I know, I know -- it seems like I end about 90% of my pieces with some version of "I like the company ... but I wish the stock were cheaper." Well, what can I say? I'm a cheapskate and I like to wait for bargains in the stock market (since it's the best way to reduce my overall risk).
And so let's flash back to March when I last talked about Barnes & Noble
The reason the stock is getting cheap is most likely because folks are frustrated with what they see as a sluggish (at best) growth environment for this huge retailer of books and music. Sales growth last quarter was just 2%, with comp-store sales in the flagship down a bit, and guidance for the next quarter was actually for negative comp-store performance.
Like most other big-box retailers, this is a system that is powered by sales. Although gross margins were a bit higher this quarter, operating income fell 11% (in part because of stock option expense). And the absence of a Harry Potter-sized bestseller last year isn't going to help the next quarter.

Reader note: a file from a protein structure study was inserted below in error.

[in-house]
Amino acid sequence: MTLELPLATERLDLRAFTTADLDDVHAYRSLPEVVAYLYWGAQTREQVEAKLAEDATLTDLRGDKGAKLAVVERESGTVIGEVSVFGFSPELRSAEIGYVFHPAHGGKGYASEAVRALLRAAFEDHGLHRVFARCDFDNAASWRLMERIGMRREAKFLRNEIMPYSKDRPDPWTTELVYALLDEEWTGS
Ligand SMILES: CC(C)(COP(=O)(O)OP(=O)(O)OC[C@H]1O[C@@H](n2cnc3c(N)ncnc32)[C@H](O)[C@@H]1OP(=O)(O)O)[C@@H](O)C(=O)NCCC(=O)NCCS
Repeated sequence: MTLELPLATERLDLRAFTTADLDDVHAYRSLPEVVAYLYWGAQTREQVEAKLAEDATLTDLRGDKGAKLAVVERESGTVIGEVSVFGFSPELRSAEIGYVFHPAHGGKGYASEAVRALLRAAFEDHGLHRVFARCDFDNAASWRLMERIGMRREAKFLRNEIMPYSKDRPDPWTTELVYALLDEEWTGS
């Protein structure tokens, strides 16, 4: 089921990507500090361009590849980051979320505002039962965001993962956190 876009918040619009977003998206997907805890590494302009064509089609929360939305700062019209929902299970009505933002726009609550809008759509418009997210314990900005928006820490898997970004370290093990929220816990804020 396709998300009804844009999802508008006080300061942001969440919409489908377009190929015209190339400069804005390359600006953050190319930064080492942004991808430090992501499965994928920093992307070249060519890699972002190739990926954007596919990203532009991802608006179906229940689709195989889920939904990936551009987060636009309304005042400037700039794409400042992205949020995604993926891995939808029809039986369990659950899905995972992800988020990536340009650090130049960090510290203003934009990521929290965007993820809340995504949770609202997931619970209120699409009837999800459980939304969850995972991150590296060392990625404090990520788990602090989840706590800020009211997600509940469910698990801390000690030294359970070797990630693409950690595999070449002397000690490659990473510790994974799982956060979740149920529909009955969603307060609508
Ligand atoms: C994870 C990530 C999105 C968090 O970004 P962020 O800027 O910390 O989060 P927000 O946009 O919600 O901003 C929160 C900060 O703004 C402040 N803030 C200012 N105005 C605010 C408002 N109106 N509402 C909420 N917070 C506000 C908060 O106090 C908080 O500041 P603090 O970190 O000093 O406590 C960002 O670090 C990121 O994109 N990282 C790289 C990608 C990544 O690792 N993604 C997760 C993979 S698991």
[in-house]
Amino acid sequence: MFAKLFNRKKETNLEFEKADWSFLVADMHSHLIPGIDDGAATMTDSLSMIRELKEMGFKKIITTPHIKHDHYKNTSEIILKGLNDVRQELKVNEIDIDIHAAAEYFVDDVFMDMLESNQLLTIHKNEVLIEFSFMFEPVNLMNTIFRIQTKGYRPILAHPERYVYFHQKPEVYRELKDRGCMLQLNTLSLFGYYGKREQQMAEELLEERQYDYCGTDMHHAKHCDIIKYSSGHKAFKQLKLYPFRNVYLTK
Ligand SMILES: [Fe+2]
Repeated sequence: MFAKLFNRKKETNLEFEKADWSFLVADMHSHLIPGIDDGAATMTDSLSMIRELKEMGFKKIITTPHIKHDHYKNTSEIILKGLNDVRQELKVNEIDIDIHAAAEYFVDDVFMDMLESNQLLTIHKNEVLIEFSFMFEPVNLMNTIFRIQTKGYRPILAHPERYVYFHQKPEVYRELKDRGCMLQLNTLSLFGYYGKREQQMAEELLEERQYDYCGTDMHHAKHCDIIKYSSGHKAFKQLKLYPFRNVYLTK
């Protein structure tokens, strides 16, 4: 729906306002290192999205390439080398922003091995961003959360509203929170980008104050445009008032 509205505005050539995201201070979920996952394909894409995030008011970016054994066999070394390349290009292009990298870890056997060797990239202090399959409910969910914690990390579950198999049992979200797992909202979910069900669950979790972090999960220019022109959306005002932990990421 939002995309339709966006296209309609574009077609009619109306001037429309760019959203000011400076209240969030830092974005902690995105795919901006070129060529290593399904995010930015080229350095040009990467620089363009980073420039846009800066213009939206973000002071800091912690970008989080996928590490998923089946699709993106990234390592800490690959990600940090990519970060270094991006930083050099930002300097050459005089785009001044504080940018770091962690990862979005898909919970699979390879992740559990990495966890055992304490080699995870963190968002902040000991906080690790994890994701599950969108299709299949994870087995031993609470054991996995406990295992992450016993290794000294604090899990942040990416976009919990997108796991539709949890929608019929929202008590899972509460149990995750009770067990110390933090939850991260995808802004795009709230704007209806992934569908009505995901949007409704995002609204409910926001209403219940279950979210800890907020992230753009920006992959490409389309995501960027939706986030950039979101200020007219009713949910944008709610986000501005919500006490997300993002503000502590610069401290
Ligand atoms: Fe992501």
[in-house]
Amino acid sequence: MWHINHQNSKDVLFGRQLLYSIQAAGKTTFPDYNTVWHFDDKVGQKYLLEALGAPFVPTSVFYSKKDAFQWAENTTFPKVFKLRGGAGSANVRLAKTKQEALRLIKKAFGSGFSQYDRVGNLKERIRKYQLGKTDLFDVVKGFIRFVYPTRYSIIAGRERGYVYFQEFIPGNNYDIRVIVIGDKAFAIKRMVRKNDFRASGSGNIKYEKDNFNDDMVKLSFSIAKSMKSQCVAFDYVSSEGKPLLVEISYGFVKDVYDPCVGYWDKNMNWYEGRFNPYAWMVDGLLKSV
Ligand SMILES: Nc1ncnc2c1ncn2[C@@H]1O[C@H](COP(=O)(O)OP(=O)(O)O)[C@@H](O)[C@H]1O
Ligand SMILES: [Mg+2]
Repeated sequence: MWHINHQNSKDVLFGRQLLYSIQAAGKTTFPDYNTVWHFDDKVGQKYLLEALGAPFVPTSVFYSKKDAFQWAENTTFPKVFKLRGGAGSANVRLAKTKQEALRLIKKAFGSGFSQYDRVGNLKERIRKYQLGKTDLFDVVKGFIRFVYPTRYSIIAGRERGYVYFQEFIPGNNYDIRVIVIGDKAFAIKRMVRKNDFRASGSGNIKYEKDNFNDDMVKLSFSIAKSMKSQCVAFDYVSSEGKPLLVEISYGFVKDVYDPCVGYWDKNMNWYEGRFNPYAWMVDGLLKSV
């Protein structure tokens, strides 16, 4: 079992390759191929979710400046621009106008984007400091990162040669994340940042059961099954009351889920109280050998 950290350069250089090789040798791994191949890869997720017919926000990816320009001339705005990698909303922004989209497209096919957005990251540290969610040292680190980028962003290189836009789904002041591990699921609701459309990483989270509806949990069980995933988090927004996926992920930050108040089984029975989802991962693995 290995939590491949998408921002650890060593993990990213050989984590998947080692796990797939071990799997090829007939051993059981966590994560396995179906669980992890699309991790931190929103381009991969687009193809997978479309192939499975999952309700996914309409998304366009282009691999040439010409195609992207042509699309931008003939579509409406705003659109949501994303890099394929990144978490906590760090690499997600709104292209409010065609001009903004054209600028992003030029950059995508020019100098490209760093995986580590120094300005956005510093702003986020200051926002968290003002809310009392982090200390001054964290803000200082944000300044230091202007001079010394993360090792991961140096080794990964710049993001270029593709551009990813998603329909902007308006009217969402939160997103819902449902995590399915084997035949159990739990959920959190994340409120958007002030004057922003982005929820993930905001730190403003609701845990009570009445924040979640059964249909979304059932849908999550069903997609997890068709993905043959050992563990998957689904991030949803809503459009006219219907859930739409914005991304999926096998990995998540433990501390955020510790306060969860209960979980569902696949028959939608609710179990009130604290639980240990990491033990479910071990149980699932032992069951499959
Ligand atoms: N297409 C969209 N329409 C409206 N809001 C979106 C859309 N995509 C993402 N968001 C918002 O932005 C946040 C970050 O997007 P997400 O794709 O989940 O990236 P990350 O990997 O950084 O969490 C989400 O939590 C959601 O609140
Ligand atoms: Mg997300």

I'm not going to defend the growth outlook for Barnes & Noble. The company is apparently finding it increasingly difficult to locate good sites for new stores and it already direct-sources about 90% of its books (i.e., gets the books directly from the publisher rather than from a wholesaler). But let's keep this in perspective. This isn't a story like Amazon
Instead, this is a story about producing cash flow -- cash flow that will ultimately fund future stock repurchases and/or dividends. Accordingly, if this stock continues to slide on worries about growth, long-term value hounds might want to thumb through the pages and see if it's not worth pulling off the shelf.
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Fool contributor Stephen Simpson has no financial interest in any stocks mentioned (that means he's neither long nor short the shares).